My mom doesn’t care if I walk like this…
Growing up in the Bronx meant you had to have a mean walk, the meaner the walk, the least likely you were to be set upon as a target.
And keeping that bull’s-eye off your back meant the avoidance of becoming labeled a statistic, a victim, a casualty of some other young tough whose walk was meaner than yours.
These were the unwritten rules of the streets. Rules learned more though observation than conversation.
And no one in my life had a meaner walk than my cousin Herman. His ditty bop was so hard that he must’ve appeared to have one leg shorter than the other to the casual outside onlooker.
I remember the first time I decided to adopt my older cousin’s mean walk. I spent the entire weekend sleeping over his house, practicing in his shadow.
If he noticed me, he didn’t say anything. As I walked directly behind him attempting to get the dip of my leg coordinated with my shoulder. I was trying to figure out the proper height of the bop with the sway of my body and get them all in a synchronized dance of toughness.
Damn, this walk was much tougher than it looked.
I was about nine-years-old and it was time to unveil my walk to the world.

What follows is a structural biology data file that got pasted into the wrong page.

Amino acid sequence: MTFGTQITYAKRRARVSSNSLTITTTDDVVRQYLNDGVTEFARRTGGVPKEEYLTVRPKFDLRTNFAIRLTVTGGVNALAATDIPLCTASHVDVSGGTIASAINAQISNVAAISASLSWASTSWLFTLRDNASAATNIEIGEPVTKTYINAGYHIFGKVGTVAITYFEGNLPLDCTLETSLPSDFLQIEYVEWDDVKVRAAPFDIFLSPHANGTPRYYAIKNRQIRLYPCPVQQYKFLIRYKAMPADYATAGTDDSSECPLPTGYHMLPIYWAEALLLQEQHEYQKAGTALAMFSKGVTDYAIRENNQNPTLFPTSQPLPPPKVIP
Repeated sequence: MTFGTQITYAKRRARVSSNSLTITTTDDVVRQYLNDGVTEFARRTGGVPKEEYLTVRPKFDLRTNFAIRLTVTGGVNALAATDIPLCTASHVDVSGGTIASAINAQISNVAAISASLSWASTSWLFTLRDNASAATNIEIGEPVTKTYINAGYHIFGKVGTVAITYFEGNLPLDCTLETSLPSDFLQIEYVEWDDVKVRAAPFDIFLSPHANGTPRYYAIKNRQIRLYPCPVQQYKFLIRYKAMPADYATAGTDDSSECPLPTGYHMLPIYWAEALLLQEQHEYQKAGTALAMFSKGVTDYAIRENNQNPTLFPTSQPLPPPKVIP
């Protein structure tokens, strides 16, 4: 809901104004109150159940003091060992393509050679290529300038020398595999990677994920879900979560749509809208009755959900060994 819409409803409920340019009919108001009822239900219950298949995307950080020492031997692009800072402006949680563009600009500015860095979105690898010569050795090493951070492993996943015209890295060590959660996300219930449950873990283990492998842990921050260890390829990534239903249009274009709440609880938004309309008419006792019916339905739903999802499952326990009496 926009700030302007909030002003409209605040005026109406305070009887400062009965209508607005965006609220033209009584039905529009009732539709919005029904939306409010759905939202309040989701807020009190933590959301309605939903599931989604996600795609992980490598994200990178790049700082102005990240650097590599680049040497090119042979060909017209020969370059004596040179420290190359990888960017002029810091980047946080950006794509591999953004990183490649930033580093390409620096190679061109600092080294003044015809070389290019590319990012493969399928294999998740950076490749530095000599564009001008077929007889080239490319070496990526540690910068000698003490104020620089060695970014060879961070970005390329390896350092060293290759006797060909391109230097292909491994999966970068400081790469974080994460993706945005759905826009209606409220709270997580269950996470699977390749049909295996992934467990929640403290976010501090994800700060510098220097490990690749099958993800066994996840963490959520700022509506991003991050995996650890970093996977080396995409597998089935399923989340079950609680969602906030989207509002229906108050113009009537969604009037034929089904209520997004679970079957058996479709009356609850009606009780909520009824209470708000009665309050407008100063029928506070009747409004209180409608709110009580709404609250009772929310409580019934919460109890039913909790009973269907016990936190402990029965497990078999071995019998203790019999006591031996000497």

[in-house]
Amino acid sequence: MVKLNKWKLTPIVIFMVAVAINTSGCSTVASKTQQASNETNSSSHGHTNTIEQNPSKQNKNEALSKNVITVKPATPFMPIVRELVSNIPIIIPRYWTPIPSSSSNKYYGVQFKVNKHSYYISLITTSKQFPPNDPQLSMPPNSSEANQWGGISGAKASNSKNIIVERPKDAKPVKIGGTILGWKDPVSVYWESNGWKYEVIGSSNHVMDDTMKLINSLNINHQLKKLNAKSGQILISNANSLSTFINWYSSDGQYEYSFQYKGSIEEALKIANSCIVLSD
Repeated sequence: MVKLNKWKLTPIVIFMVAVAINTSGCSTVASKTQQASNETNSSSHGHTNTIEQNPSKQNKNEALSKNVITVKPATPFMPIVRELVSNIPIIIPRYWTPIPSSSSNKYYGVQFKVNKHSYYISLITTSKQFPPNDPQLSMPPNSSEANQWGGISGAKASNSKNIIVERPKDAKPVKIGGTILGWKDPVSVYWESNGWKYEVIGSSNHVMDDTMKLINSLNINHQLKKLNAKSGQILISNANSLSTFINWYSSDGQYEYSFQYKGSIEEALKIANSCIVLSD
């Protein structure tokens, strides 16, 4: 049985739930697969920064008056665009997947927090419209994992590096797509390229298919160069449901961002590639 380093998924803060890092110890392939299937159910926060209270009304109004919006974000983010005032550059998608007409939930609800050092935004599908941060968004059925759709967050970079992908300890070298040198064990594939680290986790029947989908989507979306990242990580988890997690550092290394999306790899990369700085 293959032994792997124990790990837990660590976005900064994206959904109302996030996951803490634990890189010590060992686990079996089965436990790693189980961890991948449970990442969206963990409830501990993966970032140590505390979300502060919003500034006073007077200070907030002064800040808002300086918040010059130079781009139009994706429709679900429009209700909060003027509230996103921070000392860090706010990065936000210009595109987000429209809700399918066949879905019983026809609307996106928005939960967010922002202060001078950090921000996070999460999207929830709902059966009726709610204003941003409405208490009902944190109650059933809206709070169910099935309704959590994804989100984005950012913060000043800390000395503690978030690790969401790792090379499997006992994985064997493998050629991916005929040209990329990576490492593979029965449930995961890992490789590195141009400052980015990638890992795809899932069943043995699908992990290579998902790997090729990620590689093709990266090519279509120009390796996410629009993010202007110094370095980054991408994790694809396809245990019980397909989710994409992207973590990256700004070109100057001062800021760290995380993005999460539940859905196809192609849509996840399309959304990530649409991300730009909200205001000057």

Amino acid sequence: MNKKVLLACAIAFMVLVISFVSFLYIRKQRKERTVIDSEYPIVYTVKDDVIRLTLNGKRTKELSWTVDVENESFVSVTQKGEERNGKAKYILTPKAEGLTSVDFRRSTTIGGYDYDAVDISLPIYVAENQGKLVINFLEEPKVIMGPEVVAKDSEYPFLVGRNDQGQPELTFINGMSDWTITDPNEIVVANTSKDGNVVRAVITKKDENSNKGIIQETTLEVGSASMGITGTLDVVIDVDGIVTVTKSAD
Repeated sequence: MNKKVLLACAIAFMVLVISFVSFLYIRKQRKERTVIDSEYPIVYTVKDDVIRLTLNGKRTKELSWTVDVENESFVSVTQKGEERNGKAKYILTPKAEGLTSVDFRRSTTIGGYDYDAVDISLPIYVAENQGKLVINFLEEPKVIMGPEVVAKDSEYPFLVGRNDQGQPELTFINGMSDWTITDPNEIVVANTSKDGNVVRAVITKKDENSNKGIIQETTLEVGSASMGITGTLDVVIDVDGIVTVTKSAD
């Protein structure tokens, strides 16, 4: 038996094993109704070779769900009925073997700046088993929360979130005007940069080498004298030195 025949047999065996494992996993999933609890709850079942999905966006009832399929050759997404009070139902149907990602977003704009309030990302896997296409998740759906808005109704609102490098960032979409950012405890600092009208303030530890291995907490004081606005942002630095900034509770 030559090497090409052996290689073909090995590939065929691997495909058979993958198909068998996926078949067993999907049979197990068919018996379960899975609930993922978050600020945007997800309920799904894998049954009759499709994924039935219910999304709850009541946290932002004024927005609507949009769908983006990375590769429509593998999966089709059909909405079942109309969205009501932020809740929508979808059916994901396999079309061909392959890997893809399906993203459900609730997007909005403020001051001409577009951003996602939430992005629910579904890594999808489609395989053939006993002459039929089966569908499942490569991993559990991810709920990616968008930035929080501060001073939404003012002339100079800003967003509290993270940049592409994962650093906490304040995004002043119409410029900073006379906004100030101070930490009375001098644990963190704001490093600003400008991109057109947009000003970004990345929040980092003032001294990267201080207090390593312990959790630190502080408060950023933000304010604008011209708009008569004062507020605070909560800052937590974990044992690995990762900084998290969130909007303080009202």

My siblings and I were walking up the Grand Concourse with our mother on the way to school. I’d been doing my ditty bop for about two blocks when my mother finally noticed my new tough guy walk.
I felt the crash of her hand against the back of my head and coupled with my off balance walk – I think I was on the down strut of my bop – the force sent me flying into the concrete sidewalk…
“I’m not raising no titere here… so you better straighten up that walk mister.”
It was my mom taking a stand against me turning into everything wrong our community was becoming.
Of course this was before the anti beat-your-kids-ass laws went into affect. It was still a time when parents could be parents and lay a respectable smack down on their children for misbehaving, disrespecting and just plain getting out-of-line.
In today’s society many children keep ACS (Administration for Children’s Services) on speed dial on their iPhones – just incase mom and dad even think about disciplining them.
Over the last few years I’ve had a lot of back and forth dialogue with people about the fact that it’s the parent’s responsibility to raise their children.